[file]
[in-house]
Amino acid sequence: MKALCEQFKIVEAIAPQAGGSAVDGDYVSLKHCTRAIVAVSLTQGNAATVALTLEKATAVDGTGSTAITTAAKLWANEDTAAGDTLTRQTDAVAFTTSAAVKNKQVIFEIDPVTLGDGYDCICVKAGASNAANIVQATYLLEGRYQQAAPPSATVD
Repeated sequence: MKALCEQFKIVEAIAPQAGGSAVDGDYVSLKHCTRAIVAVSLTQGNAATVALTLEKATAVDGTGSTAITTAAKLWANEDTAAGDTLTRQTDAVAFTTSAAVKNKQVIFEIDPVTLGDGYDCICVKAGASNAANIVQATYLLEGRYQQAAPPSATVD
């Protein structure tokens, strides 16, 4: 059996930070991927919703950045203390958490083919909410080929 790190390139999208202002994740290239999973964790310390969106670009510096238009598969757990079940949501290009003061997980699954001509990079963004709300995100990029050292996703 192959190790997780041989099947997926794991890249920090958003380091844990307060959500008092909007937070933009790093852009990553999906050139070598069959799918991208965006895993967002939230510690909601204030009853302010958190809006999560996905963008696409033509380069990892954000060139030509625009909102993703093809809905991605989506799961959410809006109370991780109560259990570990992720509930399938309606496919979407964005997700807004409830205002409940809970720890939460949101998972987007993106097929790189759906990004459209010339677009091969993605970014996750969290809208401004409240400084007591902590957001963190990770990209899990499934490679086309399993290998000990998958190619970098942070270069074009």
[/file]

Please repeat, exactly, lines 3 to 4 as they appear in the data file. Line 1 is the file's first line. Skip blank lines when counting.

Repeated sequence: MKALCEQFKIVEAIAPQAGGSAVDGDYVSLKHCTRAIVAVSLTQGNAATVALTLEKATAVDGTGSTAITTAAKLWANEDTAAGDTLTRQTDAVAFTTSAAVKNKQVIFEIDPVTLGDGYDCICVKAGASNAANIVQATYLLEGRYQQAAPPSATVD
């Protein structure tokens, strides 16, 4: 059996930070991927919703950045203390958490083919909410080929 790190390139999208202002994740290239999973964790310390969106670009510096238009598969757990079940949501290009003061997980699954001509990079963004709300995100990029050292996703 192959190790997780041989099947997926794991890249920090958003380091844990307060959500008092909007937070933009790093852009990553999906050139070598069959799918991208965006895993967002939230510690909601204030009853302010958190809006999560996905963008696409033509380069990892954000060139030509625009909102993703093809809905991605989506799961959410809006109370991780109560259990570990992720509930399938309606496919979407964005997700807004409830205002409940809970720890939460949101998972987007993106097929790189759906990004459209010339677009091969993605970014996750969290809208401004409240400084007591902590957001963190990770990209899990499934490679086309399993290998000990998958190619970098942070270069074009």